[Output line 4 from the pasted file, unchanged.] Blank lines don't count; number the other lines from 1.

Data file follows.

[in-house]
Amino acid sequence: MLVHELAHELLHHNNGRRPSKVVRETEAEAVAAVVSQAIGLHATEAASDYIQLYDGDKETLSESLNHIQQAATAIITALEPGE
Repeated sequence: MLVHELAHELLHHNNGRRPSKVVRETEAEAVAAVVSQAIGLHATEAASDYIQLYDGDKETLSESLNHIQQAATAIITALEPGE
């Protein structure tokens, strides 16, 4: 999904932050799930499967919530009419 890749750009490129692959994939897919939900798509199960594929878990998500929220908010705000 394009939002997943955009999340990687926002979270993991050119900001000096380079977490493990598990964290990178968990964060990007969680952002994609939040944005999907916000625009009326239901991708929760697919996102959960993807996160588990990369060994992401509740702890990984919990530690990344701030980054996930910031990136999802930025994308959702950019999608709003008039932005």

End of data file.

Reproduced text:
């Protein structure tokens, strides 16, 4: 999904932050799930499967919530009419 890749750009490129692959994939897919939900798509199960594929878990998500929220908010705000 394009939002997943955009999340990687926002979270993991050119900001000096380079977490493990598990964290990178968990964060990007969680952002994609939040944005999907916000625009009326239901991708929760697919996102959960993807996160588990990369060994992401509740702890990984919990530690990344701030980054996930910031990136999802930025994308959702950019999608709003008039932005």